Archive for September, 2007

DTIC (Dacarbazine) and IMCL-1121B for First-Line Treatment of Metastatic Melanoma

September 29, 2007

DTIC (Dacarbazine) chemotherapy is the most active approved chemotherapy agent for treatment of metastatic melanoma. Responses are infrequent, and generally of short duration. The risks of Dacarbazine are hair loss, nausea, vomiting, and low blood counts.

Anti-angiogenic drugs that block tumor blood vessel formation have shown promise in treatment of melanoma. IMCL-1121B is a fully-human monoclonal antibody that blocks the vascular endothelial growth factor receptor (VEGF-R2). The risks of IMCL-1121B are similar to other, approved anti-VEGF treatments: infusion reaction, proteinuria (protein in the urine), delayed wound healing, bleeding, thrombosis, hypertension, and rare bowel perforation.

CORT is conducting a phase II study of Dacarbazine and IMCL-1121B in the first-line treatment of metastatic melanoma. All patients who participate will receive both drugs.  The study will determine if the addition of IMCL-1121B to Dacarbazine therapy improves the response rate and delays progression of the disease.

For more information on these studies, visit www.CORTPA.com, or speak with a Study Coordinator at 972-566-5588.

MDX-010 (Ipilimumab), a CTLA-4 Inhibitor: Second-Line Treatment of Metastatic Melanoma

September 29, 2007

Immunotherapies that enhance anti-cancer immune responses against melanoma have shown infrequent, but occasionally durable (long-lasting) remissions of metastatic melanoma. Treatment with high-dose interleukin-2 (IL-2) is an example of such therapy. Treatment toxicities of high-dose IL-2 are very high, and potentially fatal. Patients who are older, with renal, pulmonary, or cardiac disease cannot usually be treated with such therapy.

Other immune therapies are in testing for the treatment of metastatic melanoma. MDX-010 (Ipilimumab) is an inhibitor of CTLA-4. CTLA-4 suppresses T-cell lymphocyte function, inhibiting anti-tumor immunity. By blocking CTLA-4, ipilimumab enhances T-cell anti-tumor immunity. Phase I and II studies have demonstrated that ipilimumab has activity in metastatic melanoma. Some responses have been durable. These studies have demonstrated that response to ipilimumab is related to HLA-A2 status (a protein marker on human lymphocyte white blood cells).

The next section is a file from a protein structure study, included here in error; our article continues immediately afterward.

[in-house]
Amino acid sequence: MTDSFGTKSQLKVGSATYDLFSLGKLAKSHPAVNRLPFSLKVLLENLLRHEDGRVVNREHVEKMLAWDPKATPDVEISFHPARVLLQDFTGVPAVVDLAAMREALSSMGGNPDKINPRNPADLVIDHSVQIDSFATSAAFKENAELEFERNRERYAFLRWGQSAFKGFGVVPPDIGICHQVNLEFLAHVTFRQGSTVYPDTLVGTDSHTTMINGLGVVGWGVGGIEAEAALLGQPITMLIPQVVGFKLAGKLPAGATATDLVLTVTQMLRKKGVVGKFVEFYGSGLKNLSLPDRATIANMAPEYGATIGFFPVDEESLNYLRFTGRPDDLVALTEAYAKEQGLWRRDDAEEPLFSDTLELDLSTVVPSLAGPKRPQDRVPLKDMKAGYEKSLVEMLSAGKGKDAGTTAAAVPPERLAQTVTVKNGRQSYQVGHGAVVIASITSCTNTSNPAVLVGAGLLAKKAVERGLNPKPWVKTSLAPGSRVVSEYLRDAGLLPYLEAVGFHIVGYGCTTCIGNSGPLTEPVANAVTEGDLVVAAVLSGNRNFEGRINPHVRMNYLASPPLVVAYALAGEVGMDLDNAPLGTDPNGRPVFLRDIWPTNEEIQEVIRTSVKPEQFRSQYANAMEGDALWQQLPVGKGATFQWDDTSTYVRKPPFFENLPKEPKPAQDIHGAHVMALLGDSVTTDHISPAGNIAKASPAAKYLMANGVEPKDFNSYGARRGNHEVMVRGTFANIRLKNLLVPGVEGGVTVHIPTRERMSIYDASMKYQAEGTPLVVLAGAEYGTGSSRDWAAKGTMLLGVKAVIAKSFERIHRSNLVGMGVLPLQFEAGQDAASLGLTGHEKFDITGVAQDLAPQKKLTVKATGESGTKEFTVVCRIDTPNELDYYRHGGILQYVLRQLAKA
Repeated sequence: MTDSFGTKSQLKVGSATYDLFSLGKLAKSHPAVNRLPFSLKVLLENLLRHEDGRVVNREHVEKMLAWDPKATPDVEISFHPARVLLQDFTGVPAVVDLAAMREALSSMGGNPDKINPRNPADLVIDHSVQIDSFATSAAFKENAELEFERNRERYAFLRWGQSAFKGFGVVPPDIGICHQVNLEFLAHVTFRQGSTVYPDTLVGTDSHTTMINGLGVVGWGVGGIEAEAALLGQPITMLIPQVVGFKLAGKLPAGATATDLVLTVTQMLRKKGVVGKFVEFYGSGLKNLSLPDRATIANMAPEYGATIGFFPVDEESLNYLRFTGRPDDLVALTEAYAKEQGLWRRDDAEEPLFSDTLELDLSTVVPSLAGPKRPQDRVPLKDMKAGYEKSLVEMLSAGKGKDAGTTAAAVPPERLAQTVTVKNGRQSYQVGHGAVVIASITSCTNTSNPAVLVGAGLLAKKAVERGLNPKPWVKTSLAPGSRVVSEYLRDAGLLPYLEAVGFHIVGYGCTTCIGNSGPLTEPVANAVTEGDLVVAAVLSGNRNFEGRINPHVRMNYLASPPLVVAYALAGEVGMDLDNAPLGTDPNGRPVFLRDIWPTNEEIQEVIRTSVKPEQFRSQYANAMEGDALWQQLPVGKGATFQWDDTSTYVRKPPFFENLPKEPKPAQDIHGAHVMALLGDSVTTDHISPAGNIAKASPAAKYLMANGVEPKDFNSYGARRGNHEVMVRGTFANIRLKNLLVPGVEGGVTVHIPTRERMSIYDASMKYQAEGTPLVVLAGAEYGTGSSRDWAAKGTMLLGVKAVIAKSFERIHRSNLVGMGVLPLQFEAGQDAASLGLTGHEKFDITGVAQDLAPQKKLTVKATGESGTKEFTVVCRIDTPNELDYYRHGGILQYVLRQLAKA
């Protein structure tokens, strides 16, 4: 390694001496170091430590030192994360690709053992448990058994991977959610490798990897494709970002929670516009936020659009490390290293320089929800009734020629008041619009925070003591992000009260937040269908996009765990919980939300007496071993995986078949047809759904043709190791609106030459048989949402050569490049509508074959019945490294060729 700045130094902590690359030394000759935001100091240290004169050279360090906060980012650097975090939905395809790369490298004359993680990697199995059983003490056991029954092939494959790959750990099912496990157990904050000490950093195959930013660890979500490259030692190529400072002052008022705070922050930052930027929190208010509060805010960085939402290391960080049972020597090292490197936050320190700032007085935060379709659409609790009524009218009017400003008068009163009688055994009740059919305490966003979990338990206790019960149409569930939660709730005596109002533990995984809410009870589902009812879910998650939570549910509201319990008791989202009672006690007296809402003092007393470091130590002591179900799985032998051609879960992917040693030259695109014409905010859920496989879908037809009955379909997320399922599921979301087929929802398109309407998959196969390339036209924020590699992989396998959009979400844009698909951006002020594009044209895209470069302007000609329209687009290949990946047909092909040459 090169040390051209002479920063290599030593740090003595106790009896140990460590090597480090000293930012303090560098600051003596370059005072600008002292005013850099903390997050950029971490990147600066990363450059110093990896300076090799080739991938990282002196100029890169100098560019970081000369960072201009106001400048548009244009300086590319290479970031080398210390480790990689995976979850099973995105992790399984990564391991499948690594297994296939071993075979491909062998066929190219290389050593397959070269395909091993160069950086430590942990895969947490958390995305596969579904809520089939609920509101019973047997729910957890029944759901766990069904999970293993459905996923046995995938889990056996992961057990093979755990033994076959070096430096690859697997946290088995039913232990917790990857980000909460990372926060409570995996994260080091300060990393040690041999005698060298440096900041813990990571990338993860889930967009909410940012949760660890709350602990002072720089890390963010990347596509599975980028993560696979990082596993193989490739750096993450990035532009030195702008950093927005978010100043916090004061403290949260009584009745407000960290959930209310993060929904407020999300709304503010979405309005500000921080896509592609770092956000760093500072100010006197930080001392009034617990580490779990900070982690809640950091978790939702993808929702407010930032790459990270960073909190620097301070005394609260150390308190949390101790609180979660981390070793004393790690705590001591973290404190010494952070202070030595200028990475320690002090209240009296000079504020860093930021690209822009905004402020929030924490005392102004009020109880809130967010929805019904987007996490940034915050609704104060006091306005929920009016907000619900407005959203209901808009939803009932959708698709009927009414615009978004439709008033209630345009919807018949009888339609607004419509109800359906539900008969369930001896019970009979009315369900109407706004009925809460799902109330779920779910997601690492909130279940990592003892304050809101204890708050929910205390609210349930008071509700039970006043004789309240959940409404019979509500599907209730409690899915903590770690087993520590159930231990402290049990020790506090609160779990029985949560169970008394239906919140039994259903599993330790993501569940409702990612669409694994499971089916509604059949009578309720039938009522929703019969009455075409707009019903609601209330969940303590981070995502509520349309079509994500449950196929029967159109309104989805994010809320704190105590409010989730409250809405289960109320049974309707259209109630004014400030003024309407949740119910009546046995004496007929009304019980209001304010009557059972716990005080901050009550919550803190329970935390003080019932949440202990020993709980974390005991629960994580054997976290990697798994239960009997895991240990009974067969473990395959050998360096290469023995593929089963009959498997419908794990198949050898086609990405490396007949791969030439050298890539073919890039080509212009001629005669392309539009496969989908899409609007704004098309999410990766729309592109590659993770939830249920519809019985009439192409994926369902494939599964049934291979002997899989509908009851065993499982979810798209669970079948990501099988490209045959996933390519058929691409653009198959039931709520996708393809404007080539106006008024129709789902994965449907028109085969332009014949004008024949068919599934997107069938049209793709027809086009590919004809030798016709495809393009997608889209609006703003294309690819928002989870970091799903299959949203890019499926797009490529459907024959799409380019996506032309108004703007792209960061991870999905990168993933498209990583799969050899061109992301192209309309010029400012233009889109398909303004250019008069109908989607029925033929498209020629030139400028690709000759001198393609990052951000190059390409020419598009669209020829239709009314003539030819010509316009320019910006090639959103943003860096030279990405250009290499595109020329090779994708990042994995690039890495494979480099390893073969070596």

CORT is participating in a multicenter study of ipilimumab for the second-line treatment of metastatic melanoma. Patients who qualify and who are HLA-A2 positive are randomly assigned to one of three dose levels of ipilimumab treatment.

The risks of ipilimumab are fever, rash, diarrhea, bowel inflammation (which may be severe), infusion reaction, loss of pituitary hormone function, and hypothyroidism.

For more information on these studies, visit www.CORTPA.com, or speak with a Study Coordinator at 972-566-5588.

Chemotherapy and Sorafenib (Nexavar) for First-Line Treatment of Metastatic Melanoma

September 29, 2007

The combination of carboplatin (Paraplatin) and paclitaxel (Taxol) is active in metastatic melanoma. This combination of drugs is not approved for melanoma treatment, but is approved and commonly utilized in treatment of lung and other cancers. Treatment with Paraplatin and Taxol has manageable risks, which include fatigue, hair loss, nausea, vomiting, low blood counts, fever, infection, sensory neuropathy, and allergic reactions.

Sorafenib (Nexavar) is an oral drug that targets several specific growth promoting proteins in cancer cells. It inhibits b-raf (increased in melanoma cells) and it blocks angiogenesis (blood vessel formation). It is FDA-approved in the treatment of metastatic renal (kidney) cancer. The risks of Nexavar include fatigue, nausea, vomiting, diarrhea, rash, proteinuria (protein in the urine), increased blood pressure, low thyroid function, low blood counts, delayed wound healing, bleeding and thrombosis.

CORT is testing the combination of Paraplatin and Taxol with or without Nexavar in the first-line treatment of metastatic melanoma.

For more information on these studies, visit www.CORTPA.com, or speak with a Study Coordinator at 972-566-5588.

Combination Chemotherapy for Hormone-Refractory Prostate Cancer Failing Initial Therapies

September 29, 2007

The regimens of ketoconazole, doxorubicin (Adriamycin), vinblastine (Velban), and estramustine (KAVE) or estramustine and vinblastine (EV) are active in patients with hormone refractory prostate cancer (HRPC) who have progressed following docetaxel (Taxotere) chemotherapy. CORT is participating in the multicenter MDA-3410 study, which tests the KAVE therapy or the EV regimen, followed by weekly doxorubicin for six weeks in HRPC. Patients who complete therapy are then randomly assigned to therapy with a radioactive isotope, Strontium-89 (Sr-89, which is FDA-approved for treatment of metastatic prostate cancer). The goal of the study is to measure the response rate, remission duration, and tolerance of patients to this treatment.

Risks of these treatments include hair loss, fatigue, nausea, vomiting, diarrhea, thrombosis, low blood counts, fever, sensory neuropathy, deficiency of adrenal hormones, and cardiac dysfunction.

For more information on our research studies, visit www.CORTPA.com, or speak with a Study Coordinator at 972-566-5588.

Combining Chemotherapy with Initial Hormone Therapy for Metastatic Prostate Cancer

September 29, 2007

Androgen ablation hormonal therapy (castration or LHRH drugs to reduce androgen levels) are the standard initial management for metastatic prostate cancer patients, as most have hormonally sensitive disease. Patients with high risk features (more extensive boney metastatic disease, high Gleason histologic scores) might benefit from the initial addition of chemotherapy to hormonal treatment.